The game itself is actually split into separate levels, which is not the case in any other Metal Gear title. Seeing the “Stage Complete” screen every few minutes during gameplay is kind of a strange experience given the nature of Metal Gear games each being all one big mission, but it doesn’t really intrude on that fluidity in the game very much. At the end of each level you are rated based on stats like time, kills, and alarms and in my experience the grading scale has been pretty harsh.

As in almost any Metal Gear title, Ghost Babel has its own set of crazy boss characters whom Snake has to fight. There are only 4 of them in this game but each fight one provides some challenge that varies from fight to fight. And of course each one has some kind of crazy backstory that they have to explain to Snake right before they die, but at least a couple of them are genuinely interesting, and the last two or three boss fights in the game were truly difficult in my experience.

After completing all 13 levels, players can actually go back and start at the beginning of any stage they want, which is certainly nice if there is a particular part of the game you like going through. In addition to the main game, there are also over 150 VR missions designed to walk players through the different methods and strategies needed to get through the main game. The single player game isn’t the end either. Ghost Babel also includes a two-player versus mode that was definitely not just thrown together. In it each player must collect disks in a VR map and fight the other player with weapons they find. With the main game, level select, VR missions, and versus mode put together, Ghost Babel will last a lot longer than just one playthrough.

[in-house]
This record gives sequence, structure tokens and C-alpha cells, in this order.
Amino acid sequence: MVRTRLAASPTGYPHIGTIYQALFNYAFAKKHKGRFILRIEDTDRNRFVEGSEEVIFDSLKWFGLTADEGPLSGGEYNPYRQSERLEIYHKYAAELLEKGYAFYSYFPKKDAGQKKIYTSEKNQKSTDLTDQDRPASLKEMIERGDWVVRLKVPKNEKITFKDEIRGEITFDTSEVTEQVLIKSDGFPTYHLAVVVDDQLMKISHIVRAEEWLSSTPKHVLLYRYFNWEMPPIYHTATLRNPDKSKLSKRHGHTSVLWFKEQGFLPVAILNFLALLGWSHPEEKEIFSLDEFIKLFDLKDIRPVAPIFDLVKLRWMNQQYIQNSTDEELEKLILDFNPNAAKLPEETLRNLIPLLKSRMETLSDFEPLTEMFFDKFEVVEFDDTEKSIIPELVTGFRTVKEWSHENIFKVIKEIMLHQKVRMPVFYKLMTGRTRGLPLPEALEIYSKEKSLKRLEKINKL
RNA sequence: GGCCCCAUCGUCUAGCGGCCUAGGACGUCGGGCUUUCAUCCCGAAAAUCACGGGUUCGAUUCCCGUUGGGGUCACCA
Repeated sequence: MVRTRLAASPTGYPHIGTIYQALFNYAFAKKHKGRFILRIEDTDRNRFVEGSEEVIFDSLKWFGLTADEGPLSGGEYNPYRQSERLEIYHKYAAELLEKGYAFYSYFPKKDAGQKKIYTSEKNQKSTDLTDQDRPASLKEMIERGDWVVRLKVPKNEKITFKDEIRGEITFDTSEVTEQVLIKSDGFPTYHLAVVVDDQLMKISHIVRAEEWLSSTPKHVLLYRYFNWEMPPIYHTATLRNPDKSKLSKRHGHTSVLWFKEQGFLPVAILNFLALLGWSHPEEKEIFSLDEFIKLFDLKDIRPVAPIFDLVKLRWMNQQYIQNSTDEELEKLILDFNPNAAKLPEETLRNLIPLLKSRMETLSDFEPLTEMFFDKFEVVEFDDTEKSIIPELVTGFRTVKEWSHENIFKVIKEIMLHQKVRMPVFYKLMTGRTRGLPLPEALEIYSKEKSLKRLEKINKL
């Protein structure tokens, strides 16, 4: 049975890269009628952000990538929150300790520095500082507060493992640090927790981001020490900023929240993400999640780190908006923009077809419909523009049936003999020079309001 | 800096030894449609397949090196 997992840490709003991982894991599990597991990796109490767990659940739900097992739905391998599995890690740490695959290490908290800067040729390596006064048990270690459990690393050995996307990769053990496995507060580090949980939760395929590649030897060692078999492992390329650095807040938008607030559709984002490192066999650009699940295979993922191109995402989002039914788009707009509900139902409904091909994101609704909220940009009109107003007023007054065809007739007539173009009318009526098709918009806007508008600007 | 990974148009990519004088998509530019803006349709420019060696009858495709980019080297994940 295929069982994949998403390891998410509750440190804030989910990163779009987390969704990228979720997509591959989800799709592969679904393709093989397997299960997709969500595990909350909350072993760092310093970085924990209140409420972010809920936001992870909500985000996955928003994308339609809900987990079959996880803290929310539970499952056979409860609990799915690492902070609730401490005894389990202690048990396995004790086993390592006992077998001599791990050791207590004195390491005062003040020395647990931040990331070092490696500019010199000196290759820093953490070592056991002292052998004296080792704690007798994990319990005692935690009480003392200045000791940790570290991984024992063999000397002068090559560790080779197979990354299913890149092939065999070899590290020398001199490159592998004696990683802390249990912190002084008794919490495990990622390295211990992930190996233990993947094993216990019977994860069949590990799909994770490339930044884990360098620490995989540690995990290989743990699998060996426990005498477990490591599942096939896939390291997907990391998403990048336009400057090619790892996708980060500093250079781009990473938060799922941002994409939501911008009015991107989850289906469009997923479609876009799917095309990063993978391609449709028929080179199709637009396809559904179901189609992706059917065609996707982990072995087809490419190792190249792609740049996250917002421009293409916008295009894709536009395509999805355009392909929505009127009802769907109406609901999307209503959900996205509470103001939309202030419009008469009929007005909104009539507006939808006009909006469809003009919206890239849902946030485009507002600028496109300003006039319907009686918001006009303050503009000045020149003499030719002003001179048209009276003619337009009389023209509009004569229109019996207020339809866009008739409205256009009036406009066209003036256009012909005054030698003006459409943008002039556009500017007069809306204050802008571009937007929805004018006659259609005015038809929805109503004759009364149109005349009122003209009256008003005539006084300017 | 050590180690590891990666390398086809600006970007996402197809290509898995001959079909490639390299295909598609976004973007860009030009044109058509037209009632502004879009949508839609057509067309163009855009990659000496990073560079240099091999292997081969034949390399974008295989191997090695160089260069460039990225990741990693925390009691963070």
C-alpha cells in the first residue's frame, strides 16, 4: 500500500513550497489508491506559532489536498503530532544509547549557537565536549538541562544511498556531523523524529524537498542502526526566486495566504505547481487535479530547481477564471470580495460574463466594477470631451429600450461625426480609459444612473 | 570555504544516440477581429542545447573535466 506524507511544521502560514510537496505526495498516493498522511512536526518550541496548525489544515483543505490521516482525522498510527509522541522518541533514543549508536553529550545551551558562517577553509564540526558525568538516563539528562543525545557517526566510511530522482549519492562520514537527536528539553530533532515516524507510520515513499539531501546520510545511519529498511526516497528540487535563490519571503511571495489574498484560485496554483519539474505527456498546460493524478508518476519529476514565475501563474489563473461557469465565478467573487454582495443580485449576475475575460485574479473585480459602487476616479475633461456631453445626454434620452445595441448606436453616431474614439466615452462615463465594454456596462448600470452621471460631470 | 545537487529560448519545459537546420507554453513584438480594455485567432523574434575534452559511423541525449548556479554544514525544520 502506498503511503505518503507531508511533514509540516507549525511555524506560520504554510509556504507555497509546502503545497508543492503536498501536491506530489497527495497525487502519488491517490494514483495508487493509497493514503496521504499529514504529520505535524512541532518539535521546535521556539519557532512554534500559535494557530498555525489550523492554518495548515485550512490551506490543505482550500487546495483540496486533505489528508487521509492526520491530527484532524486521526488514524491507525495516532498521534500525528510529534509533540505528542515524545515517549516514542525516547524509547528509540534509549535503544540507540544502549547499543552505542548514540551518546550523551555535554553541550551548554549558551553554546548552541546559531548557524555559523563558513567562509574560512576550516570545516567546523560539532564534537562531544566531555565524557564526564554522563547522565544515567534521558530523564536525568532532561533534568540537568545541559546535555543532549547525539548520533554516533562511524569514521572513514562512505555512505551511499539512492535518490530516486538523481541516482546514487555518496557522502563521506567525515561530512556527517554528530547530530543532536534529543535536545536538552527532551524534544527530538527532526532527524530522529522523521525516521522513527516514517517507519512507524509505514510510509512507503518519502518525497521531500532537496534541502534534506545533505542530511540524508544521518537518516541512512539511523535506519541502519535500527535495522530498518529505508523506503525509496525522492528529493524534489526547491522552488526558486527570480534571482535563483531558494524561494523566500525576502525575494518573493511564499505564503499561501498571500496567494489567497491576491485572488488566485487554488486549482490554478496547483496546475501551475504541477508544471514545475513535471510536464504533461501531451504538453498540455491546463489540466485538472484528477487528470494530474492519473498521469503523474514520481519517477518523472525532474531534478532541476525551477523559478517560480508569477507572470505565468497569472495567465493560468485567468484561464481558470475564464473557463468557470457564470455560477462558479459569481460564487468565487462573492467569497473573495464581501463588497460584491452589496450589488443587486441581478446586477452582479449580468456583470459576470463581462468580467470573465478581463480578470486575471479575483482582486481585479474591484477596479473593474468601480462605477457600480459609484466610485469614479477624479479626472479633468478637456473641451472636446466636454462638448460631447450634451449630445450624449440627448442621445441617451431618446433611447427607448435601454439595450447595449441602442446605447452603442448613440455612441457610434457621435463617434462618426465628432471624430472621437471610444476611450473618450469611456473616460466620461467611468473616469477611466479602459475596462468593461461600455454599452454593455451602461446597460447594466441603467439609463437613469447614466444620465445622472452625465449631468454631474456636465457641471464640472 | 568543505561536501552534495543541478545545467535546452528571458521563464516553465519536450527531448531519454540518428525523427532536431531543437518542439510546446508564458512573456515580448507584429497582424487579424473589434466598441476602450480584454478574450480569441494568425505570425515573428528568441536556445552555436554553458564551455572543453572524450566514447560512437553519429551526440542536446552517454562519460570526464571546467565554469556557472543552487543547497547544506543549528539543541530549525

Closing Comments
Metal Gear Solid Ghost Babel is basically just a portable version of the original Metal Gear Solid, in terms of presentation, gameplay, and in some cases even storyline. However, through a lot of intense care and attention to detail in with both the game’s presentation and in it’s design, Konami has been able to take the stealth gameplay as well as the feel of the game they had on the Playstation and transfer it to the handheld almost perfectly, giving this game both the sophistication depth that is often associated with Metal Gear (yet it still has an E rating!) and the same engaging and tense stealth gameplay. Not only is Ghost Babel an astounding example of how much you can pull off with a control pad and two buttons, but also quite simply a shining example of how a portable game should be made.